On the pursuit of happiness
So, therefore, there are two models before us. One is the biological model, borne out before us by our lived experience when we truly feel happy watching other people's happiness, and the other is a cultural one, which equates happiness with what we have and promote a certain idea who should be considered happy. At the individual level, we balance the two by increasingly drawing narrower circles around us, trying to draw that happiness feeling from making happy the members of our family, at once producing the Oxytocin that we need to survive as well as not succumbing to the cultural stereotype of do-gooding foolishness.
In reality, therefore, the pursuit of happiness is really a pursuit of selfishness, the search for a biologically awkward mode of living. And, it is economically necessary, as only by convincing them of this particular idea of happiness, one can truly limit the agency of small people. That humans have no other power than to withdraw their two inalienable attributes - their labours and their desires - was well understood by the people who stood up to the powerful, people like Jesus or Gandhi; but they can't even contemplate their own agency as long as they remain locked in to this unfulfilling pursuit of fulfilment. The wrong idea of happiness that we live by, as it turns out, is an essential ingredient of our misery.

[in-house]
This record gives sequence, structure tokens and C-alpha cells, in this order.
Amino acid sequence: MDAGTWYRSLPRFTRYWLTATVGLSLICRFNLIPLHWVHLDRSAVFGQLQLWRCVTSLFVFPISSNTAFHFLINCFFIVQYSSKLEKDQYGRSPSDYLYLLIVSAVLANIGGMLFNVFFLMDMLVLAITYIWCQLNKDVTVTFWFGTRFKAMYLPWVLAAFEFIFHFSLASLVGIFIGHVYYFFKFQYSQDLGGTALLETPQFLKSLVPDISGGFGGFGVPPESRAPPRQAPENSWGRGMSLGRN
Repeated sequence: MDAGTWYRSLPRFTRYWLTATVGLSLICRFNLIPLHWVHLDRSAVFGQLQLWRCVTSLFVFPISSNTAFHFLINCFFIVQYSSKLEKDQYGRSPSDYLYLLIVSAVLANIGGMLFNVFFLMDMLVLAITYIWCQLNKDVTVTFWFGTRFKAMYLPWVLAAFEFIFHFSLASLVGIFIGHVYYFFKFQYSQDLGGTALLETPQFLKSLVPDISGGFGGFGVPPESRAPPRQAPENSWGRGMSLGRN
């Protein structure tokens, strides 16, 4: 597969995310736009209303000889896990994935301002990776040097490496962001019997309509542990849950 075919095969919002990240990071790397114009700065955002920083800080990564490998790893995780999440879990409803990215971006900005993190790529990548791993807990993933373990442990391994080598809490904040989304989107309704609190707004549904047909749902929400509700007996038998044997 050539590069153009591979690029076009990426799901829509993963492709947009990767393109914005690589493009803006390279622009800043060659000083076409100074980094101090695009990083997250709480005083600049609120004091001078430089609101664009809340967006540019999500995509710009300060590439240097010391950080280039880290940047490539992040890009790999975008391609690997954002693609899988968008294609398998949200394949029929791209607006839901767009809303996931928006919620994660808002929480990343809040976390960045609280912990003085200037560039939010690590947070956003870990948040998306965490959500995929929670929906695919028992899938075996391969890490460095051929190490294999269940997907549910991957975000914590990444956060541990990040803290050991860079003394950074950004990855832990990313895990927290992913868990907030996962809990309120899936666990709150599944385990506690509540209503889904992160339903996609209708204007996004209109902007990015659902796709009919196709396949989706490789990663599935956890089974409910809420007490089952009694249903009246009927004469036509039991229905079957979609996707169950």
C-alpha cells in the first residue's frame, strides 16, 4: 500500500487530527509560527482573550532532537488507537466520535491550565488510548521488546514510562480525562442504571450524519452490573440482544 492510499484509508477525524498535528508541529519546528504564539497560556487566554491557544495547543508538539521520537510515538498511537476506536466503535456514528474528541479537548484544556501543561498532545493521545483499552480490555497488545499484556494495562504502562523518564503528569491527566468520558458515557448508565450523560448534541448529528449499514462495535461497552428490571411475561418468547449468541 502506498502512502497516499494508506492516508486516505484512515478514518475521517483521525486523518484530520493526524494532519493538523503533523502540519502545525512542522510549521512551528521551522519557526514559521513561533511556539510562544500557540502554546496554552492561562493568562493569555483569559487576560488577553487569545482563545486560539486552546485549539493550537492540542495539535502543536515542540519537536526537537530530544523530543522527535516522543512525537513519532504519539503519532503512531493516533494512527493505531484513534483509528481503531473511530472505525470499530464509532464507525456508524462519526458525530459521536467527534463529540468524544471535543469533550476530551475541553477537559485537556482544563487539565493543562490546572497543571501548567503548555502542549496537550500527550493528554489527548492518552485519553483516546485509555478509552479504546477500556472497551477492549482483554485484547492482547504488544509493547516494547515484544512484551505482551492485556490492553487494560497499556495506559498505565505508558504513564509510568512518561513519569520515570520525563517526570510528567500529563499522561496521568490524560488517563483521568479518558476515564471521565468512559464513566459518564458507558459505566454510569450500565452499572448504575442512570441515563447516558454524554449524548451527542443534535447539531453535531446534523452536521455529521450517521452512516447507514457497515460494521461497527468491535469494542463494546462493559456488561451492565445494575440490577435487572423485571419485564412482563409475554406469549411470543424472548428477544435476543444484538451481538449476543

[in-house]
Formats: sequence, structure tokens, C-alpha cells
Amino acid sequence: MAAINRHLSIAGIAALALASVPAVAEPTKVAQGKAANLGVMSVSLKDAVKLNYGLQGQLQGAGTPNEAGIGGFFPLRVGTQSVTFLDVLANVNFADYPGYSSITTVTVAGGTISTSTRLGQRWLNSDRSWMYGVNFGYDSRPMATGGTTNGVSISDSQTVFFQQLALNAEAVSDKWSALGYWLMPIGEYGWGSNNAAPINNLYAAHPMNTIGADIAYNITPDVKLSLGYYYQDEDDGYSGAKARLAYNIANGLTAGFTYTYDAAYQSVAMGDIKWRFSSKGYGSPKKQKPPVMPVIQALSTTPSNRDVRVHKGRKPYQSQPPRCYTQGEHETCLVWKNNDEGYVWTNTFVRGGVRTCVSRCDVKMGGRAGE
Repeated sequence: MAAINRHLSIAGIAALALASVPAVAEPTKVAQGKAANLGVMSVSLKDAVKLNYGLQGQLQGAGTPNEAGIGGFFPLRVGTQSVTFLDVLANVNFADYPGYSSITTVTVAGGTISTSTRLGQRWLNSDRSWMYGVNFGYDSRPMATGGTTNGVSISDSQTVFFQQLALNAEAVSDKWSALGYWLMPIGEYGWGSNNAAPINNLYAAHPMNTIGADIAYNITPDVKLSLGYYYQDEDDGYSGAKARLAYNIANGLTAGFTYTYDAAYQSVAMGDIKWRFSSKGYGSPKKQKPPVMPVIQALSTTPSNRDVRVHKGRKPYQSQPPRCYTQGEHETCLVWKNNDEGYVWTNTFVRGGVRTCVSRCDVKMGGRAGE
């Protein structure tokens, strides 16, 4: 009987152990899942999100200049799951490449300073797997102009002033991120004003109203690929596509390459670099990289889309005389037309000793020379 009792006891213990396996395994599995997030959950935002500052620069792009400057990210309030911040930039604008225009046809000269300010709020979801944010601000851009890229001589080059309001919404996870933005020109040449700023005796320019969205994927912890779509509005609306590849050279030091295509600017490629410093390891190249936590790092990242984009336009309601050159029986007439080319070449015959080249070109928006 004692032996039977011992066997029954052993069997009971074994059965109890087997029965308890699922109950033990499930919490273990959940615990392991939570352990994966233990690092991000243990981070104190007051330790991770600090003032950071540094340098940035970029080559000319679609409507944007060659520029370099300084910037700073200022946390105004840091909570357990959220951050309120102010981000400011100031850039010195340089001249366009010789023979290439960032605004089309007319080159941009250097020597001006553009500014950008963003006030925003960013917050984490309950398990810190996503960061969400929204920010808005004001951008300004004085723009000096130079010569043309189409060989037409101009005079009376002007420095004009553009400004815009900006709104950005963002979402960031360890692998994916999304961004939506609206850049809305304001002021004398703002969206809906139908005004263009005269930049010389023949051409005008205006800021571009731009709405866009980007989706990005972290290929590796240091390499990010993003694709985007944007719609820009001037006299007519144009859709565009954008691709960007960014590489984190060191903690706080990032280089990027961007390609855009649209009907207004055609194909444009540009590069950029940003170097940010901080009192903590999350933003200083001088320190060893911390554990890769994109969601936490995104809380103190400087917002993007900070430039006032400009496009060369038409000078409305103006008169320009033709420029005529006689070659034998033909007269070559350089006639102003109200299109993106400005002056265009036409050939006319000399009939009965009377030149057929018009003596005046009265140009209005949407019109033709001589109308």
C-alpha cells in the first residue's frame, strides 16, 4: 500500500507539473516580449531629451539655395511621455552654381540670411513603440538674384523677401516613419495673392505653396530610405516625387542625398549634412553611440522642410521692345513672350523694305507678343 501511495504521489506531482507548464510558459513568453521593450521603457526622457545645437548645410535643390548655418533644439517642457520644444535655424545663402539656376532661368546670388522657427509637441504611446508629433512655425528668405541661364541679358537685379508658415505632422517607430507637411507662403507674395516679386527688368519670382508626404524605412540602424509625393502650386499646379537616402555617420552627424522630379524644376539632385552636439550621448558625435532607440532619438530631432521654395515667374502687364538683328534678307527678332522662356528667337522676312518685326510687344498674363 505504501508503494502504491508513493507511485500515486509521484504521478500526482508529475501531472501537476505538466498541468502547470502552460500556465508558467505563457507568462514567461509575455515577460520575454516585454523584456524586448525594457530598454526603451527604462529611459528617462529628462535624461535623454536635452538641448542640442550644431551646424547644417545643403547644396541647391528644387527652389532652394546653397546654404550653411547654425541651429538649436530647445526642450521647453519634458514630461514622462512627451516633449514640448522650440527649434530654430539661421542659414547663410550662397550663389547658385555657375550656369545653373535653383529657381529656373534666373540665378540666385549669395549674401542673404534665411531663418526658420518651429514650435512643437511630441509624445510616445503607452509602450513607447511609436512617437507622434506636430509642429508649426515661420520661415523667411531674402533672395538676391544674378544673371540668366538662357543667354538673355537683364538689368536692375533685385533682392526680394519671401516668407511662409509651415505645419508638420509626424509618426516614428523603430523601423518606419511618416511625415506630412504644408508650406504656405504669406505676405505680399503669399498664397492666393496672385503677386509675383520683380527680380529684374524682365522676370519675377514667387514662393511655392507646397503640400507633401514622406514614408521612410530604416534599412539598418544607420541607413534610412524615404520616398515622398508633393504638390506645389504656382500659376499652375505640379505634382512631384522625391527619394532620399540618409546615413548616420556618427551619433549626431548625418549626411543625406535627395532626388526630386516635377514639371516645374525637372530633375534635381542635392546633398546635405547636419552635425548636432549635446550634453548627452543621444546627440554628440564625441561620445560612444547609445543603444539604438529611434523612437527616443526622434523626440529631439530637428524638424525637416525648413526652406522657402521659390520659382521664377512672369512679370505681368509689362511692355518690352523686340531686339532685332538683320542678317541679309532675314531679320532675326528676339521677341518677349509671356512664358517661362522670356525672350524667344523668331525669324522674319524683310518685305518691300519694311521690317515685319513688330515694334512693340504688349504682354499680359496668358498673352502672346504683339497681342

But the limits to power, one hopes, comes from within. The circle of selfishness is self-corrupting, as it helps to pass on to succeeding generations the opposite set of values other than are needed even to pursue happiness. The urge to look after the well-being of our offspring makes each succeeding generation a little too entitled, a little too idle, until their sloth and idleness undo the very chain of command and control. It is the Rome problem, which was destroyed not by the immigrants as we try to read it, but by prosperity, its own version of the pursuit of happiness.